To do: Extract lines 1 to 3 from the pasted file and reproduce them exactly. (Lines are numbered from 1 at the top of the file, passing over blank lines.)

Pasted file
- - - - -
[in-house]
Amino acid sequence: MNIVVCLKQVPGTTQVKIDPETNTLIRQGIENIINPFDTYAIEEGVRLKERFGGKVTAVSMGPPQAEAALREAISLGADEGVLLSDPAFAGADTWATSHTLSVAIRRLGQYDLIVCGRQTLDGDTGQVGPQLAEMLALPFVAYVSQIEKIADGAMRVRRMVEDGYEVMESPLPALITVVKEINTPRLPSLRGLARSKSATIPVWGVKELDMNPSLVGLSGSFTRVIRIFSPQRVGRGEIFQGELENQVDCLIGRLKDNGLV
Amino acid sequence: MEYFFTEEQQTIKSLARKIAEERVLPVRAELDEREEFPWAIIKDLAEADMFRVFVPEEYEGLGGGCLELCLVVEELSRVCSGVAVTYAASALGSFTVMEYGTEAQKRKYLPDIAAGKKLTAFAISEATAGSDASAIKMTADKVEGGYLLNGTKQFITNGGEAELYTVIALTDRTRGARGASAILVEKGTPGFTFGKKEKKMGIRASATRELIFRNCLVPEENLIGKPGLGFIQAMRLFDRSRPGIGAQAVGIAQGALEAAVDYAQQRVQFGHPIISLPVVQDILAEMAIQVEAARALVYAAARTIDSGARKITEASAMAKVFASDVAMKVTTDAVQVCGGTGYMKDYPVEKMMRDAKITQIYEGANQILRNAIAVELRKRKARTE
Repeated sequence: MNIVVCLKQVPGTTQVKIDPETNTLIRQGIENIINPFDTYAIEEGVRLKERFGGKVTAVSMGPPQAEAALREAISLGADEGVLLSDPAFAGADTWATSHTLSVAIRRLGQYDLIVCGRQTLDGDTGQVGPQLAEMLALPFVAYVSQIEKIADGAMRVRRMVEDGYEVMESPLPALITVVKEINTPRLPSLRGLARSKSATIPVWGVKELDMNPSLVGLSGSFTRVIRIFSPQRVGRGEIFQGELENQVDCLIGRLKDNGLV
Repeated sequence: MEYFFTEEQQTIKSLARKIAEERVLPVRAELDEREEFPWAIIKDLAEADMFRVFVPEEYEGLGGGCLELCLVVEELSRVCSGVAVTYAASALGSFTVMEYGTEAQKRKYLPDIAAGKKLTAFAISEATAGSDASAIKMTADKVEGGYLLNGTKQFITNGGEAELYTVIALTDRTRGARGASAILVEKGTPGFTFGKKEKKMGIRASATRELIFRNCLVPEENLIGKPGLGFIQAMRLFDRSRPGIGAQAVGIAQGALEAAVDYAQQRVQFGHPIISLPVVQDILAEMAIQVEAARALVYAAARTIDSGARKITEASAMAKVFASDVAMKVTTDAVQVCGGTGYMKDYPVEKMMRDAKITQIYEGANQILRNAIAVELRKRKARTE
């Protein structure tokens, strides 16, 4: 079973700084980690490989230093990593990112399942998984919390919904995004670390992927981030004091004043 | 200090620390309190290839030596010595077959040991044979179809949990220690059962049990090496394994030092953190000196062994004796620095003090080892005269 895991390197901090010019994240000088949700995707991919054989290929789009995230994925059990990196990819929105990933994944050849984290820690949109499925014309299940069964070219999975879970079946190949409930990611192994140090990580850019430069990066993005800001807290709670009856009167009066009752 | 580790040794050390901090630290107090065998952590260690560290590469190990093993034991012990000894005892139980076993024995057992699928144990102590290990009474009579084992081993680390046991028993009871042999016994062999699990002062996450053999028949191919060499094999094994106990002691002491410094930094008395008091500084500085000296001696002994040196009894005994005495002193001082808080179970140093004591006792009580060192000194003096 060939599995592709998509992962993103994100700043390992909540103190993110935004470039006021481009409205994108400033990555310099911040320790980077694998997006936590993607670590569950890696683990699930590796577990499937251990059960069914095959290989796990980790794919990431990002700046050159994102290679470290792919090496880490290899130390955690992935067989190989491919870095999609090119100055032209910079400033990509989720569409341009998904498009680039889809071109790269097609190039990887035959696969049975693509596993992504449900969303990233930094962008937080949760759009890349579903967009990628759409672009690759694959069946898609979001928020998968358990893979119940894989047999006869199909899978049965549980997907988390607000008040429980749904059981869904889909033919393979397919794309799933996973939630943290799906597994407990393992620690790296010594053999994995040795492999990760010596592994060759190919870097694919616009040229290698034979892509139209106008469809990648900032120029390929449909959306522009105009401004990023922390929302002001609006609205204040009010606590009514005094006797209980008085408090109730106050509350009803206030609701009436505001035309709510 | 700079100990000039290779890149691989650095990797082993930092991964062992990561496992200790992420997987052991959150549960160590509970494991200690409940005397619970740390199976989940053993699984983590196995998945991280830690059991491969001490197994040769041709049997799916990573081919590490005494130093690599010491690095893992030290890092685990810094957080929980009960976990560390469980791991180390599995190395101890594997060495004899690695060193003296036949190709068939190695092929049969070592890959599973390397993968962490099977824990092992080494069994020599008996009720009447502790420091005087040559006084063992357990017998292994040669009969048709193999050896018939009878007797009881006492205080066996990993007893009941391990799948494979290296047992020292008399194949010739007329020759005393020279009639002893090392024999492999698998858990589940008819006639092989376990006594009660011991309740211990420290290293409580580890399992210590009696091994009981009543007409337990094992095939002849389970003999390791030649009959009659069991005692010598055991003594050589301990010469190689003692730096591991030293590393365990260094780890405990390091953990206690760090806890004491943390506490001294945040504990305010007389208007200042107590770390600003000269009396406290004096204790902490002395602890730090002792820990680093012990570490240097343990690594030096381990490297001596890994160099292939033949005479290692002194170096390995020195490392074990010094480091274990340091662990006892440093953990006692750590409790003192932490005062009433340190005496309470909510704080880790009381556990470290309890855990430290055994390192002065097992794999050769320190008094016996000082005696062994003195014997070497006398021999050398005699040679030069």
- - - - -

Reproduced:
[in-house]
Amino acid sequence: MNIVVCLKQVPGTTQVKIDPETNTLIRQGIENIINPFDTYAIEEGVRLKERFGGKVTAVSMGPPQAEAALREAISLGADEGVLLSDPAFAGADTWATSHTLSVAIRRLGQYDLIVCGRQTLDGDTGQVGPQLAEMLALPFVAYVSQIEKIADGAMRVRRMVEDGYEVMESPLPALITVVKEINTPRLPSLRGLARSKSATIPVWGVKELDMNPSLVGLSGSFTRVIRIFSPQRVGRGEIFQGELENQVDCLIGRLKDNGLV
Amino acid sequence: MEYFFTEEQQTIKSLARKIAEERVLPVRAELDEREEFPWAIIKDLAEADMFRVFVPEEYEGLGGGCLELCLVVEELSRVCSGVAVTYAASALGSFTVMEYGTEAQKRKYLPDIAAGKKLTAFAISEATAGSDASAIKMTADKVEGGYLLNGTKQFITNGGEAELYTVIALTDRTRGARGASAILVEKGTPGFTFGKKEKKMGIRASATRELIFRNCLVPEENLIGKPGLGFIQAMRLFDRSRPGIGAQAVGIAQGALEAAVDYAQQRVQFGHPIISLPVVQDILAEMAIQVEAARALVYAAARTIDSGARKITEASAMAKVFASDVAMKVTTDAVQVCGGTGYMKDYPVEKMMRDAKITQIYEGANQILRNAIAVELRKRKARTE